I was having a great morning last week. An EXCELLENT morning. I was at a parent & tots group at the rec centre with my son, and was really enjoying myself.
I started chatting with another mom. I had guessed she was a transracial adoptive parent, but did not want to pry/offend/presume. I gave her the little gift of *not* inquiring about her child's adoption story and instead just talked to her about her little one, if this was her first, and how she was enjoying parenthood, etc.
The mom asked me a question about Noah's early infancy that I couldn't answer honestly without bending the truth.... and I knew if she was an adoptive parent, she'd probably be happy to know she wasn't the only one in the room.
So I explained that Noah joined our family through adoption. I saw the mother's eyes widen a little bit. I'm in my 20s, sitting in ragged gym shoes, and my toddler is running around with his glorious blonde curls, laughing and smiling. I drive a base model sedan with scratches from here to kingdom come. I parked right next to her Mercedes SUV and had waved to her on our way in.
I could almost see the question on her lips "Where did you adopt him from?" and the unspeakable follow up, which usually remains unspoken "And how much did his adoption cost?"
The silence was a bit deafening, so I gently asked "did your little one join your family through adoption, too?" To which she smiled broadly, scooped her munchkin up and proudly said "YES!"
We talked about the age at which our babies came home, and she was astounded that Noah was adopted from within Canada at age 7 months. I offered "we adopted Noah through the Ministry" and the silence was no longer deafening, it began to echo. I just smiled at her stupidly, because, well, I love my son and I'm not going to start defending him until I know what other mom is thinking.
I didn't have to wait too long. "Oooh, we looked at the Ministry, too." She commented. "But all those kids are so DAMAGED."
I looked at the little 'perfect infant' sitting next to her- the little child who, by the very fact that he was an adoptee, and the fact that he was in a transracial family, also had "special placement needs". He, too, would have his own unique challenges and questions in the years that followed. I looked at them and my heart broke a little bit.
I sat there, toying with my options. On one hand, I have to be professional in how I respond. It's kind of my job. On the other hand, I have the right to defend my child and his peers and all the WAITING children in the Ministry program who will only wait longer if the prevailing notion is that every one of them is damaged and unable to be parented. If I go on the attack, I'll never be able to gently lead this lady towards expanding her way of thinking. I took a deep breath. I did a mental inventory of the hats I could have worn: adoption support, intercountry support, enraged adoptive mother, sympathetic listener, and just hung all the hats up.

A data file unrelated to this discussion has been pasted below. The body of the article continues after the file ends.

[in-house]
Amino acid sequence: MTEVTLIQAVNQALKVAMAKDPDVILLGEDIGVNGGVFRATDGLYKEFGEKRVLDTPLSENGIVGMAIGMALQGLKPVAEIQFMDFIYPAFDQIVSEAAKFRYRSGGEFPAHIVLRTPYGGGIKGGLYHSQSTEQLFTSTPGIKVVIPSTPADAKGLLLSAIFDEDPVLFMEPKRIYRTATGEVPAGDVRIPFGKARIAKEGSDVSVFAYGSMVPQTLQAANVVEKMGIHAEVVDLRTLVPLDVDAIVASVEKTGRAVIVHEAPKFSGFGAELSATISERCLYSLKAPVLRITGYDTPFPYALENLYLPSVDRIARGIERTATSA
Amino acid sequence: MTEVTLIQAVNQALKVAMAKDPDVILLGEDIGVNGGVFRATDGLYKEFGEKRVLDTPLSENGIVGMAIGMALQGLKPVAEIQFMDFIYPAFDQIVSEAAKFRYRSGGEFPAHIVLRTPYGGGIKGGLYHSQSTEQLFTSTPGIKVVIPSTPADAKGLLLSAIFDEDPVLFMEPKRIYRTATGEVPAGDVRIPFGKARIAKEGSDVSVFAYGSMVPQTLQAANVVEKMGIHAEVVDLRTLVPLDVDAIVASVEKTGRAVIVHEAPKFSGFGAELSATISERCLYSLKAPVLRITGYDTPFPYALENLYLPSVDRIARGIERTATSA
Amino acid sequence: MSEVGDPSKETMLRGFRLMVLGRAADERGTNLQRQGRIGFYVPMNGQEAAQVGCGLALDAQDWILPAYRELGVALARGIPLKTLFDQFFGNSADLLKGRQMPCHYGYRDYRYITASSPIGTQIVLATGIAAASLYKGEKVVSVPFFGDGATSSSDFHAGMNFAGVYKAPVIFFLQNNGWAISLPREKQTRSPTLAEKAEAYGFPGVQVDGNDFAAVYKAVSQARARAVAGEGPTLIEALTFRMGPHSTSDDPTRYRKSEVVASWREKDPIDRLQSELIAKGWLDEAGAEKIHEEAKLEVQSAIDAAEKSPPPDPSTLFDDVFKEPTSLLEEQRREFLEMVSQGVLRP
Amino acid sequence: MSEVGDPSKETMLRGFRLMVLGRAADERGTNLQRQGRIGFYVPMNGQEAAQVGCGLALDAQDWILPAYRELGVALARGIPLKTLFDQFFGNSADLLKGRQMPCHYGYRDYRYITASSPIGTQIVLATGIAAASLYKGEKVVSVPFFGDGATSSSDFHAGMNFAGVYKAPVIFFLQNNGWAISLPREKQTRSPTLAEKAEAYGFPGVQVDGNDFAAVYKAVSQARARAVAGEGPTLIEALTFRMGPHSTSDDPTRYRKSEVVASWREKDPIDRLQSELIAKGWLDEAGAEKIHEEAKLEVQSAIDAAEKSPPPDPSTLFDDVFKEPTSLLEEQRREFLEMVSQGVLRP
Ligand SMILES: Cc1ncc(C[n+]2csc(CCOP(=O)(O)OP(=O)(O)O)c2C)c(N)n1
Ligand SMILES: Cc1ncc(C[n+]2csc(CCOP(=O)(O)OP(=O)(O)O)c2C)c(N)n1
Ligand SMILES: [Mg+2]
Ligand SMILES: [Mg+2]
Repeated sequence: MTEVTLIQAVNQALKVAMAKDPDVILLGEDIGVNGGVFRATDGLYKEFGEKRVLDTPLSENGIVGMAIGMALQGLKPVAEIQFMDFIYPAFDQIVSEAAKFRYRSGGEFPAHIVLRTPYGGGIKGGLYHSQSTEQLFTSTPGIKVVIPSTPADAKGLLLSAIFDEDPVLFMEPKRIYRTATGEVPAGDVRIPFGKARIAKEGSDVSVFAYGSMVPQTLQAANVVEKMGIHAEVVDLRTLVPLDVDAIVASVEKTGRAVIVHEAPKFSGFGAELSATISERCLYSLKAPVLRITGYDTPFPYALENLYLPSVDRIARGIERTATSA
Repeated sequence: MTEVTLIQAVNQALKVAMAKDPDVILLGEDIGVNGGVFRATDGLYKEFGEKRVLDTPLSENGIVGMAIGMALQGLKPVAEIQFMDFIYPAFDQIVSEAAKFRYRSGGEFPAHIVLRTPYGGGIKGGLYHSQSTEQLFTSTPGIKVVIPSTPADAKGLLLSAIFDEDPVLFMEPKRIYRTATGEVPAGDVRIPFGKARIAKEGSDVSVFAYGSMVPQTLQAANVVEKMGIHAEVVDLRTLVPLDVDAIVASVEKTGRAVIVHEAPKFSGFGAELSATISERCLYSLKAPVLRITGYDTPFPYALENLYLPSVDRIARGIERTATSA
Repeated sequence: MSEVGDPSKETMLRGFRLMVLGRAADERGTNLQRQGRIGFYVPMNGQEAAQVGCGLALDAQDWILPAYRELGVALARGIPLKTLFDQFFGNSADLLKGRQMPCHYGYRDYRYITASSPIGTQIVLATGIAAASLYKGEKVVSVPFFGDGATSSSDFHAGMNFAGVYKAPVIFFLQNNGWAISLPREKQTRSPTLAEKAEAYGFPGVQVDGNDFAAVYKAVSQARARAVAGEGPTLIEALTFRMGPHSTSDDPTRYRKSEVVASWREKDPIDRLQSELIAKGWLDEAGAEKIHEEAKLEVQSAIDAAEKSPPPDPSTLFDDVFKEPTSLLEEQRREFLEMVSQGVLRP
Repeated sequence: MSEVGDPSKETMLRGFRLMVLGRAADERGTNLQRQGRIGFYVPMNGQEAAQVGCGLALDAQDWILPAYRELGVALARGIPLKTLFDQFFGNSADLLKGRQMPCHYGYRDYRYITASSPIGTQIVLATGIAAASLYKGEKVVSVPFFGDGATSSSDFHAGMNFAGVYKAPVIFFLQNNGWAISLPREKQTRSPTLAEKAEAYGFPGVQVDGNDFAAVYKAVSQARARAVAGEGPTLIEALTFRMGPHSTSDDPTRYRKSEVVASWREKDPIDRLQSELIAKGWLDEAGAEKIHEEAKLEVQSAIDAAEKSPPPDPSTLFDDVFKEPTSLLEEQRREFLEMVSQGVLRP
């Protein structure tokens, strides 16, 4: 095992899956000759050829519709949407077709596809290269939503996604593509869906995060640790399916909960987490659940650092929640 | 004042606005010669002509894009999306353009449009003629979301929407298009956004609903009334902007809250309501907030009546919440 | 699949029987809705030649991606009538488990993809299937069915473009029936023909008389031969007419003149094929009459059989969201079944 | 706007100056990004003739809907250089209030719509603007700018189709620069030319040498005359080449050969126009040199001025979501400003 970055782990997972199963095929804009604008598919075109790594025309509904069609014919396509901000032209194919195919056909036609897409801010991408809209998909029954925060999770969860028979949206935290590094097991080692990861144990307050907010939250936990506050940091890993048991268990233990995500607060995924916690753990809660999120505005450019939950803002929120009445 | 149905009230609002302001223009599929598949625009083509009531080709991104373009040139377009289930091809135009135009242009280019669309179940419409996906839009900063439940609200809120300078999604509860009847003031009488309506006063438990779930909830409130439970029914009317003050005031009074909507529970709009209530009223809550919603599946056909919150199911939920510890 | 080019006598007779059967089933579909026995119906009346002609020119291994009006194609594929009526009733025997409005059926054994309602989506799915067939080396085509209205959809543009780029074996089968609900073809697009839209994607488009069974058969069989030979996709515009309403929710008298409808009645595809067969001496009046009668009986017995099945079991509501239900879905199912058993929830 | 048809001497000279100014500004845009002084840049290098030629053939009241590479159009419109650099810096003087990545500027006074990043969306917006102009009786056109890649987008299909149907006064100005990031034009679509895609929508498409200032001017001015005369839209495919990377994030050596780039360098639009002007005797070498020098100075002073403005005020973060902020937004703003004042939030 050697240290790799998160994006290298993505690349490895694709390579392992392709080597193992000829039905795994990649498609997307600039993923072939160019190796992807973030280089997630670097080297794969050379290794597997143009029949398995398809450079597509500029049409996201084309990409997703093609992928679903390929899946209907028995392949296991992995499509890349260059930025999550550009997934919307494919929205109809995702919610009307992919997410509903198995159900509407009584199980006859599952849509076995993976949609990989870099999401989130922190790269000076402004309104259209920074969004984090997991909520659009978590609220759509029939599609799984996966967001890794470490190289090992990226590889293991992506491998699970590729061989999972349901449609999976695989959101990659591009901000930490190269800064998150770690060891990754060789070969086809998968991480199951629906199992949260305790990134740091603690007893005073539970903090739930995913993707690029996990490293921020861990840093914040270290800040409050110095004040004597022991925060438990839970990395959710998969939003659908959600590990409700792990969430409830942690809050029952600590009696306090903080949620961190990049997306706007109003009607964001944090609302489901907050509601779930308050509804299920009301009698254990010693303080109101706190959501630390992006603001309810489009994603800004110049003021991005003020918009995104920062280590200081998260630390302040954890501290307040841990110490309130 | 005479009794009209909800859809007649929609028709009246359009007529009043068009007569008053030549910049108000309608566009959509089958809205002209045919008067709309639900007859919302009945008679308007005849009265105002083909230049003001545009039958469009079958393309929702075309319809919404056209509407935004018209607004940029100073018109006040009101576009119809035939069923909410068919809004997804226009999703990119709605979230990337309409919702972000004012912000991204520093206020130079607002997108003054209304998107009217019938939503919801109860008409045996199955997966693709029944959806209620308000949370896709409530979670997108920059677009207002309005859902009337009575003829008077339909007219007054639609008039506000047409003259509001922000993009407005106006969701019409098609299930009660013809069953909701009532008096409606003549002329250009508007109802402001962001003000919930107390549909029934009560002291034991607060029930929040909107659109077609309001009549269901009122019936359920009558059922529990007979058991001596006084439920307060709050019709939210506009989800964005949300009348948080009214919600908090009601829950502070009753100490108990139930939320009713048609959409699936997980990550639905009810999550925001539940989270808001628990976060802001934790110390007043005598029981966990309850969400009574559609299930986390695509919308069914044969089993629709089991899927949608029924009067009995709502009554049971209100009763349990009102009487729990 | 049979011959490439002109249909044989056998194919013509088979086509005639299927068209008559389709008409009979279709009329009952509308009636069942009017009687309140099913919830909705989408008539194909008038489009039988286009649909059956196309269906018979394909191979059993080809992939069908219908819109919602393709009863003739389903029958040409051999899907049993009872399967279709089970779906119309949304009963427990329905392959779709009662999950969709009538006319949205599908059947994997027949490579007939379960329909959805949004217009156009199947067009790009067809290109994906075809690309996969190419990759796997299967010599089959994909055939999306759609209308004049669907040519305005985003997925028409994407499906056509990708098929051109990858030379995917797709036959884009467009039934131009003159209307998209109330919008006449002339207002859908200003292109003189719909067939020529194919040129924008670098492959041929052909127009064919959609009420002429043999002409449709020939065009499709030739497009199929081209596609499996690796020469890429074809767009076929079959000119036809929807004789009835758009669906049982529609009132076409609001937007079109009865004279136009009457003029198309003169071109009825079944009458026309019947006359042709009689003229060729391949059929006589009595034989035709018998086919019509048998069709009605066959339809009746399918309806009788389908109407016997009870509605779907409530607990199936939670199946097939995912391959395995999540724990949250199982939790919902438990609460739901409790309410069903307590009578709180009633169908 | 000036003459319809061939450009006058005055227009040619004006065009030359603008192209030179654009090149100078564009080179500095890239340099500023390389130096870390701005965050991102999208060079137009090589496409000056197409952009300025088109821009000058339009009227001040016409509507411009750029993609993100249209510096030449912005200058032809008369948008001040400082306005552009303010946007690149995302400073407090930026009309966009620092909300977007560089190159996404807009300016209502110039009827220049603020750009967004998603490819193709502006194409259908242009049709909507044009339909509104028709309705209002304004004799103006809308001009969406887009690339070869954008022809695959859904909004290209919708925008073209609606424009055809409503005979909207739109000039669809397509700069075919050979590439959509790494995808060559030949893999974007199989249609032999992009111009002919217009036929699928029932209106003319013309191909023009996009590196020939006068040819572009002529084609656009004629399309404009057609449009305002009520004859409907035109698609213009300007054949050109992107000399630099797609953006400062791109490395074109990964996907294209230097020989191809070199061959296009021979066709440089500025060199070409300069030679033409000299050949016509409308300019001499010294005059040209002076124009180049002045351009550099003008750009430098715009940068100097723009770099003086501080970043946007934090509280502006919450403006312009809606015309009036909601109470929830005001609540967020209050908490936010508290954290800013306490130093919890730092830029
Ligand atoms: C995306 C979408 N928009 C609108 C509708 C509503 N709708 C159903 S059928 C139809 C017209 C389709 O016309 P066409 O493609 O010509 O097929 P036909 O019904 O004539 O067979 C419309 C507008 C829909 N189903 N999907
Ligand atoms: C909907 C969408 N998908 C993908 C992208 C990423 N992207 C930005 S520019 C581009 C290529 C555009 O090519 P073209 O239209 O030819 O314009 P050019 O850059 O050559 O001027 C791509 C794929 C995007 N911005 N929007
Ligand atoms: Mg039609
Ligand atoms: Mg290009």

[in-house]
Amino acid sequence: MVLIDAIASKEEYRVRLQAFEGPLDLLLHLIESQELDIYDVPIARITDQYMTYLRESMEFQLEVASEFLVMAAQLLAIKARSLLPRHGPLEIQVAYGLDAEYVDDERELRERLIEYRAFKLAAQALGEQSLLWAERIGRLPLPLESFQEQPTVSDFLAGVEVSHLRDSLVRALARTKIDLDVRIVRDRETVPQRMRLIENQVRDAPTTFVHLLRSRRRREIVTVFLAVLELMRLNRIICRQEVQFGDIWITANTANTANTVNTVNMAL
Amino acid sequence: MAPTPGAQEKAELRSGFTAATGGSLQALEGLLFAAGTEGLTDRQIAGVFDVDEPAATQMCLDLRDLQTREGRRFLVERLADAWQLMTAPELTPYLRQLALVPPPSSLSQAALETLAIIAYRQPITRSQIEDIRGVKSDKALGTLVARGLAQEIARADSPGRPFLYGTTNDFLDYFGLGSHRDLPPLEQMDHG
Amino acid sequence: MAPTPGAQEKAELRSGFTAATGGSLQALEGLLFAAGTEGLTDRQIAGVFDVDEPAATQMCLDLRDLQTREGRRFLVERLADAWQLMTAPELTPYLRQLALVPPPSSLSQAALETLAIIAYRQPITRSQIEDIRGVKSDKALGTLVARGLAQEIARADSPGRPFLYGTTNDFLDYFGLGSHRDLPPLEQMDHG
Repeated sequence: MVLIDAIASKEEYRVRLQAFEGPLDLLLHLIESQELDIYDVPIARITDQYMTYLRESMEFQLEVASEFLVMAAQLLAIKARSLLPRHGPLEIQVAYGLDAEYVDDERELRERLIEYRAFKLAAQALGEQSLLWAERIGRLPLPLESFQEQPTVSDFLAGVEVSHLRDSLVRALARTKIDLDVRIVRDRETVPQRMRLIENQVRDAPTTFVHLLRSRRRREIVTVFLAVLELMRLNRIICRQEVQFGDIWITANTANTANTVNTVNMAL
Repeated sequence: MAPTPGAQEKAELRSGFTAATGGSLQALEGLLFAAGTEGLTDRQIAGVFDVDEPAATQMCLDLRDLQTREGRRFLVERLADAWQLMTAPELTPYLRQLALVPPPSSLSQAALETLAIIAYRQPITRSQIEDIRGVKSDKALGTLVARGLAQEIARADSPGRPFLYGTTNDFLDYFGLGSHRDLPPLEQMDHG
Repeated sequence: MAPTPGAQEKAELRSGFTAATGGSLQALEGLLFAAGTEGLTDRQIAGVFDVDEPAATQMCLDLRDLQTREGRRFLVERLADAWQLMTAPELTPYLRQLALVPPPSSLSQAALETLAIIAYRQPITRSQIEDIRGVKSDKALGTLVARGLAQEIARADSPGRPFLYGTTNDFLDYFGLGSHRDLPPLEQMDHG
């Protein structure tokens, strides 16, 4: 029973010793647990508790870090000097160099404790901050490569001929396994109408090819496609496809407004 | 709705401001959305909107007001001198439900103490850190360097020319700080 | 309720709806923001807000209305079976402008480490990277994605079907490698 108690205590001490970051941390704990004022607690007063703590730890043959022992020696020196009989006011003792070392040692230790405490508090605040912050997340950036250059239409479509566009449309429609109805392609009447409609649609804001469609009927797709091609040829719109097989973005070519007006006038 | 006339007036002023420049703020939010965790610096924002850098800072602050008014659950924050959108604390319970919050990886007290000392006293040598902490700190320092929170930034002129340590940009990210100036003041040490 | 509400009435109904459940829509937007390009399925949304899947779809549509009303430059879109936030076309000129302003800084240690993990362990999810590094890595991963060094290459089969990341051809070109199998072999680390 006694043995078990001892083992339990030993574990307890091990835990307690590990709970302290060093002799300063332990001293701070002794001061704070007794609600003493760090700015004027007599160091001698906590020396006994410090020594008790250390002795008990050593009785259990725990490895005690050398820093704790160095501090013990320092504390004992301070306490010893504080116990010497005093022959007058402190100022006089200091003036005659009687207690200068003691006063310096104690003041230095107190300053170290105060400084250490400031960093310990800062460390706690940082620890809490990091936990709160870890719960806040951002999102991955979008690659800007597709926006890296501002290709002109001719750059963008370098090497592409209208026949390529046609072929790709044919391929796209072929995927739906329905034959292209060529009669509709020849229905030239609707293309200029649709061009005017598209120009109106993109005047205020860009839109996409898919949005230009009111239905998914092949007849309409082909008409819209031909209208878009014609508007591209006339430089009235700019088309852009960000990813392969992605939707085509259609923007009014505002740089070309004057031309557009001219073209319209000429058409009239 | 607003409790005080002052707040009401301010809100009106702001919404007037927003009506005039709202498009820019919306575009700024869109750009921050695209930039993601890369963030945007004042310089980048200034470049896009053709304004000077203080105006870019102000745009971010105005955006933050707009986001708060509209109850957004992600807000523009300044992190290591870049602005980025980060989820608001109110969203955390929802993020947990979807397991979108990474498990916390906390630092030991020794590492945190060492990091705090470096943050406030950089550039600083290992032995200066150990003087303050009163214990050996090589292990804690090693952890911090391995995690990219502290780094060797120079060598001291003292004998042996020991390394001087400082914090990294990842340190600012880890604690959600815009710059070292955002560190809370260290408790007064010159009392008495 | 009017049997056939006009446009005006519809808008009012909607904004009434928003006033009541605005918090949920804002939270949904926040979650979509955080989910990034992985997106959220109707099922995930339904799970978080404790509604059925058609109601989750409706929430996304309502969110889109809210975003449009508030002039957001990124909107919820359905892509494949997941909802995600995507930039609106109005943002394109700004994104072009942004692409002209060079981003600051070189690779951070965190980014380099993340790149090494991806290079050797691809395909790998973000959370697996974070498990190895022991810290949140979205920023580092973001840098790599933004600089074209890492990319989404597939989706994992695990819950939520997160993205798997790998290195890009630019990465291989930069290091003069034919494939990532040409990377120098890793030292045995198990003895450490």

I spoke like one proud parent talking to another: "Well, our little guy is doing just great. I don't find him damaged at all. A handful, certainly! But first and foremost a kid." I smiled.
And with that, my little blond haired angel came running across the room, tripped, fell, and landed squarely on the other woman's baby.
Way to go, Noah. Not exactly the approach I was looking for, but at least you got your point across. You showed her, by your giggles before you fell, and the horrified look on your face once you got OFF her baby, and how you patted him on the head and said "You okay baby!?" that you were just a KID. Just like her kid, just like every kid.
You are loved and lovable and deserving of love. And you are certainly NOT damaged. Just like her baby, you needed someone to love you forever, a mommy and a daddy, or one or two of each. You needed someone to pick you up when you fall and wipe your nose when you sneeze. And just love you for who you are and embrace your capabilities and your challenges like we do for ALL our children, no matter how they came to us.
In defense of Ministry kids, and Intercountry kids, and kids adopted from within Canada, and kids adopted by their step parents... and kids who joined their family through any non-traditional means..... the lesson is the same. I'm a KID! LOVE ME!
And Noah, of course, had his own sly message. I'm lovable, BUT.... if you ever call me damaged again, watch out. And he can do that, because he's two. And I'm 28.
Way to go Noah. I'm proud of you, son.